Paul Barnett is an English game developer with long-term experience with online games and is currently the Creative Director for EA Mythic, overseeing the design of the MMORPG Warhammer Online: Age of Reckoning.
Online Games Company
The Online Games Company is a small design firm located on the island of St. Helier in the English Channel, founded by Barnett in 1993. Working as a telephone system salesman at the time, he quit his job to spend nine months writing and fleshing out what would become the world for his first project, Legends of Terris, a text-based online role-playing game. Through Doug Goldner, a programmer and business partner, an engine was created and the game soon flourished, launching in 1994. Picked up by AOL, it became the highest rated game on the service for five consecutive years and their most trafficked game in history.
The company's second title, Legends of Cosrin, launched in 1999, expanding on the principles of Legend of Terris for the more experienced within the community, with more challenging gameplay and a reward system. Leased out to Freeloader.com, the constrained target demographic meant that it's success was measured on a smaller scale, the website still enjoying consistent traffic of thousands of players.
In 2001, the company created two titles licensed by Games Workshop, the makers of the hobbyist miniature and tabletop game series, Warhammer. The first, Chainsaw Warrior, was a fast-paced, freely downloadable game in which the player had sixty minutes to save New York from zombies and the evil power behind them. The second, Kingdom of Heroes, formerly known as Wolfenburg, was a collaboration with Games Workshop to create the first massively multiplayer game within the established Warhammer medieval fantasy universe.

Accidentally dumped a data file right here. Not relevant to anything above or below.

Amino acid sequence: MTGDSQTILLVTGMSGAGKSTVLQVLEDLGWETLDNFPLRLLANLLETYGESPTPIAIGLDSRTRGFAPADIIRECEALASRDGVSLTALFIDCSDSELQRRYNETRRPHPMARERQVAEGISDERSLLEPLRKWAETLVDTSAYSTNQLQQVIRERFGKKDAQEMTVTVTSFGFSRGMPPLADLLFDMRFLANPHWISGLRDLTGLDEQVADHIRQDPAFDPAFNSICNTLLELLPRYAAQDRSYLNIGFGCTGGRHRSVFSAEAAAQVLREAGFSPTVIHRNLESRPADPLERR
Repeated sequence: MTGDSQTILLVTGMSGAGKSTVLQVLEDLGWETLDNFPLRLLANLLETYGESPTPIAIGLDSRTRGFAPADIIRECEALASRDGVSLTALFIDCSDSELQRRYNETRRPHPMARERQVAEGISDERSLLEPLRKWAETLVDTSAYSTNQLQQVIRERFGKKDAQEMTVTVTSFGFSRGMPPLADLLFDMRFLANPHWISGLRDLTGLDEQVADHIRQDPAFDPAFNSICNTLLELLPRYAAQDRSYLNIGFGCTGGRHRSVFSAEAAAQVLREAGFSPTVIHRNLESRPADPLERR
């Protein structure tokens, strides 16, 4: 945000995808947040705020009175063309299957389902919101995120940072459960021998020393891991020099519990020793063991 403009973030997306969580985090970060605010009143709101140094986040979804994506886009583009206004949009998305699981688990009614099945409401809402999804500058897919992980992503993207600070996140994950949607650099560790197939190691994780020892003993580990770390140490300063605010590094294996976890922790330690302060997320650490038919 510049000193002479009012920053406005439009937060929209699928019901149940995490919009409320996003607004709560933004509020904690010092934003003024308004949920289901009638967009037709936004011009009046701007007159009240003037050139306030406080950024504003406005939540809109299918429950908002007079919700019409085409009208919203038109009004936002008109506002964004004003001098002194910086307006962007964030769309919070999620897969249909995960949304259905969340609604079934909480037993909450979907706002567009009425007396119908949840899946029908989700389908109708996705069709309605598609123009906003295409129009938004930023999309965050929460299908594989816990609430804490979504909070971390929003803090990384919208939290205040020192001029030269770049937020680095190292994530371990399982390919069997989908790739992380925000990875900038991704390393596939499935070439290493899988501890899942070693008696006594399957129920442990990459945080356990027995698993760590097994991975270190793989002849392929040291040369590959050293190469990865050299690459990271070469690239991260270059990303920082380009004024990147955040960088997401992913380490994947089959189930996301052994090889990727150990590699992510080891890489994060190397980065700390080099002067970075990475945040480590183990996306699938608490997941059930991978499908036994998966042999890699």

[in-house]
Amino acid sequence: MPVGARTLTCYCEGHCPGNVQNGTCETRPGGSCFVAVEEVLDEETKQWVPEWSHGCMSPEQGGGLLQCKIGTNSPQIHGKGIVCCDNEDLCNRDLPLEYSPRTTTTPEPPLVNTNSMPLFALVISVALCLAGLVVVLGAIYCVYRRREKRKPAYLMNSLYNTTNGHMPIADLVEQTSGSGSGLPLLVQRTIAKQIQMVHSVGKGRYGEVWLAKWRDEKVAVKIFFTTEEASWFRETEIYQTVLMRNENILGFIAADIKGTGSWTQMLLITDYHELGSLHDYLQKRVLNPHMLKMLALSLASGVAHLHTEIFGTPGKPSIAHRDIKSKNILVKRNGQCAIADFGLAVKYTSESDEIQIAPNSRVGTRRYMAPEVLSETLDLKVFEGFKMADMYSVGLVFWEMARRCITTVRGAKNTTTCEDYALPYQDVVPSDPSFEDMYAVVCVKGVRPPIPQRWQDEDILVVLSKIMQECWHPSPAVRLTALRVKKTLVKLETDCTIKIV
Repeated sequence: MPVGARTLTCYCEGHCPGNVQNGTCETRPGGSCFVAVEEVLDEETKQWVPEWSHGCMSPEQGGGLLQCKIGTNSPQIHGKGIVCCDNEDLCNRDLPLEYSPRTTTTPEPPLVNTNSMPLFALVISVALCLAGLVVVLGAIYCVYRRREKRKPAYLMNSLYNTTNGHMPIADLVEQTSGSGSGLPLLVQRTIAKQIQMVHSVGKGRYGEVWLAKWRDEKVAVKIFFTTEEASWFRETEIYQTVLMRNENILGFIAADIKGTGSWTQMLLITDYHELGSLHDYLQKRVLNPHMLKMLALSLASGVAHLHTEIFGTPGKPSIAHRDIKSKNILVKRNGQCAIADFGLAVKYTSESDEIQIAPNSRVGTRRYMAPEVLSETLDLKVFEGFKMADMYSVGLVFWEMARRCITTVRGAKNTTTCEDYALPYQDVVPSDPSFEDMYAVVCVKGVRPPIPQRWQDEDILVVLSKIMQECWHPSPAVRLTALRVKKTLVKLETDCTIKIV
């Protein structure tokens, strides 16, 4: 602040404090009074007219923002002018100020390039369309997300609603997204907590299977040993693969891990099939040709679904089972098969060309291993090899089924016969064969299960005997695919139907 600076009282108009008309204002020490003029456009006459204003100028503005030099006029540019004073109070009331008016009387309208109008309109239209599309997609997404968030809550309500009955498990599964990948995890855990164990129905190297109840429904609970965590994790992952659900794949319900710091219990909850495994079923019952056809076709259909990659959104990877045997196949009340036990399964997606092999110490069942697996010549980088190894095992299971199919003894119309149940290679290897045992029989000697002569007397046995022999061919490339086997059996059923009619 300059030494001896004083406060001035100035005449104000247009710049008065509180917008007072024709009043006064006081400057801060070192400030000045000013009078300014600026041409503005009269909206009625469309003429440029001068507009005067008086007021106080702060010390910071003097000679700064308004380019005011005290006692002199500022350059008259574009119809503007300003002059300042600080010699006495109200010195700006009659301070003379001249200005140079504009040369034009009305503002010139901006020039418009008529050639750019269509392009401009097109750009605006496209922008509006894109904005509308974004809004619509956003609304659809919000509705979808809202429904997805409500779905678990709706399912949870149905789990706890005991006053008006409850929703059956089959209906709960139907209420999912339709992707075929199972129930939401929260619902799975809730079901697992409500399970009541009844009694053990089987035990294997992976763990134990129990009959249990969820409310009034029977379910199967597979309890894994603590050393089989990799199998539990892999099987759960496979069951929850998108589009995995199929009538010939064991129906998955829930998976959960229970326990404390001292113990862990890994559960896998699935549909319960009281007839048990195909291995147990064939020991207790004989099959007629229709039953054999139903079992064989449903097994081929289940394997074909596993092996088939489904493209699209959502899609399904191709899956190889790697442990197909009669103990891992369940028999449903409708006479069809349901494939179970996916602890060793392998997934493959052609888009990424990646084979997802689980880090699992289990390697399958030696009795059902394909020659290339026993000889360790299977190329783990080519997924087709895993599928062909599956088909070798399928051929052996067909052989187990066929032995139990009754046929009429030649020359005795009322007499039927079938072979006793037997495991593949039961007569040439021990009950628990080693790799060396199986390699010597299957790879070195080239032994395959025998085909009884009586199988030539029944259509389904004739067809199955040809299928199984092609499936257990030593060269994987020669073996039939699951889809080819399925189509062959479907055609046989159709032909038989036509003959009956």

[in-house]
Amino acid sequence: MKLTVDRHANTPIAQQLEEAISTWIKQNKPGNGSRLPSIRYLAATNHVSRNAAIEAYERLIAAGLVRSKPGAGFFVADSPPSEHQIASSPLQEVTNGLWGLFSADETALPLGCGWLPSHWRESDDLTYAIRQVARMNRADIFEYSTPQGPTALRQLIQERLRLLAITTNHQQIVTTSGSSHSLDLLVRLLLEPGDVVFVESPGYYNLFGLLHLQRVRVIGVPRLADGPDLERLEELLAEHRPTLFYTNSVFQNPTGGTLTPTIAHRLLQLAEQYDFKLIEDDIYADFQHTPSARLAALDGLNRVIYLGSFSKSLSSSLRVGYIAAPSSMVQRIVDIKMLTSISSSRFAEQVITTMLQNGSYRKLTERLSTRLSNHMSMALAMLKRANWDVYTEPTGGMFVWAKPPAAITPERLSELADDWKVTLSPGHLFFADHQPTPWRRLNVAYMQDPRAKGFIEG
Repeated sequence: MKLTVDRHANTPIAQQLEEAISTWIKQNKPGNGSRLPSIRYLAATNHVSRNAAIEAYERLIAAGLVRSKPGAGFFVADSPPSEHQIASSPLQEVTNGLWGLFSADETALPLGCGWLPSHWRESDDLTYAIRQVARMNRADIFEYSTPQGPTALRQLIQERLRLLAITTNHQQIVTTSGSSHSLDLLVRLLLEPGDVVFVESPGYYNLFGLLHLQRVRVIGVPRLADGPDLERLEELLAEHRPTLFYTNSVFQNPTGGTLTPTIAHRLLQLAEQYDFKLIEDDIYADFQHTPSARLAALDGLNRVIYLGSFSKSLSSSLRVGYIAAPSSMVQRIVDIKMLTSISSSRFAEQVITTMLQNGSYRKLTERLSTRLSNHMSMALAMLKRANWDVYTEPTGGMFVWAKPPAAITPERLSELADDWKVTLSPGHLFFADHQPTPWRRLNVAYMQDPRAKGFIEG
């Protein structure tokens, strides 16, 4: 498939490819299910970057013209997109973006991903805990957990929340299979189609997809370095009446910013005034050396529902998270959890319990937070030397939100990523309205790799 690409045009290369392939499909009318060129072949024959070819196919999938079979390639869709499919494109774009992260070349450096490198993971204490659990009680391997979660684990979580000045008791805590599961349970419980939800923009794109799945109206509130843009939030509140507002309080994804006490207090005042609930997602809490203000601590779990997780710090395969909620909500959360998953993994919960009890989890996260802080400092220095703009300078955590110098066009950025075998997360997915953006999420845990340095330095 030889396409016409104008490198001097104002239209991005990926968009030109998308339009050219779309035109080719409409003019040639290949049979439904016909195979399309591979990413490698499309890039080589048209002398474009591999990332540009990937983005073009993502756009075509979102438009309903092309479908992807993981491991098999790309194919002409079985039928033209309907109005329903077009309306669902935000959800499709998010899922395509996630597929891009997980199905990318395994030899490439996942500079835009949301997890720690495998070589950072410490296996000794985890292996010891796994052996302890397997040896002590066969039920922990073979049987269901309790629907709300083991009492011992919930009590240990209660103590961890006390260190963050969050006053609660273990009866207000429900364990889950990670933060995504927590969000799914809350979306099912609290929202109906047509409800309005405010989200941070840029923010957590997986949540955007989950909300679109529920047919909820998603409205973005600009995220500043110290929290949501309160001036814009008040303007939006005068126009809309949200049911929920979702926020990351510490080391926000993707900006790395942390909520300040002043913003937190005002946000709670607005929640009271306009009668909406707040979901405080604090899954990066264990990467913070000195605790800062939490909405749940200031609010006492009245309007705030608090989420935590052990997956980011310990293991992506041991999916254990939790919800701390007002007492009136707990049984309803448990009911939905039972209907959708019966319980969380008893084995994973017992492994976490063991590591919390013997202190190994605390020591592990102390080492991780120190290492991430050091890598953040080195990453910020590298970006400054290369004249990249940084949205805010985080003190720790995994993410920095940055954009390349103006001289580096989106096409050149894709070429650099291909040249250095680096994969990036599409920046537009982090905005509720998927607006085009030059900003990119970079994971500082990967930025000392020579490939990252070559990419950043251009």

The current state of the company and the degree of Barnett's involvement since his shift to Mythic Entertainment remains unclear.
Paul is also notable amongst his peers for his extreme enthusiasm and energy when presenting his games, being cited as one of the major reasons many people found interest in his new project, the MMORPG Warhammer Online
In the MMORPG industry, which has been criticized for more focused on creating a so-so product, making a large profit, and giving little if any after thought to the game or its players, Paul is praised for being "player focused." His innovative thinking, "outside-the-box" ideas and sometimes eccentric approach to new content for the games he has worked on, enriches them with a feel and experience unlike any other.
In October 2010, an anonymous BioWare Mythic employee due to be laid off in November posted a blog attacking the company and those in charge of Warhammer Online. The insider notes that Barnett was thought to be the "saviour" of the game's vision and design troubles, however prior decisions meant he could have little impact overall. It was also revealed Barnett was working on a then secret Ultima game for Facebook, said to be "almost universally criticized by all of us and focus groups".
- Is both dyslexic and colorblind.
- Considers collectible action figures to be "mandolls", or dolls for men.
- Took up painting when he moved to America and needed a new hobby aside from computer games.
- Considers A Bridge Too Far to be a film every Englishman should own.
- GDC 2009 at GDC 2009 - Barnett summarises his keynote about our individual golden ages, games which are light on assets, and the industry's bright future.
- E3 2010 Day 3 - Barnett introduces the Sim's gang sign, Shatner on a horse and gives the best analogy for the Wii ever created by man.
- Game of the Year 2010: Paul Barnett's Top 10
- Game Room for 12/15/10
- Quake Arena Arcade
- Paul Barnett's Top Games of 2012
- YouTube channel - Barnett's semi-regular video blog.
- LIFT08 Conference talk - The highest watched video of the show, gaining 50,000 views in 48 hours. Barnett explains the MMO concept and compares the video game industry to Las Vegas casinos.
- Abbreviated Comic-Con 2008 talk - Barnett talks about challenging people's perceptions.
- MySpace page
- Twitter feed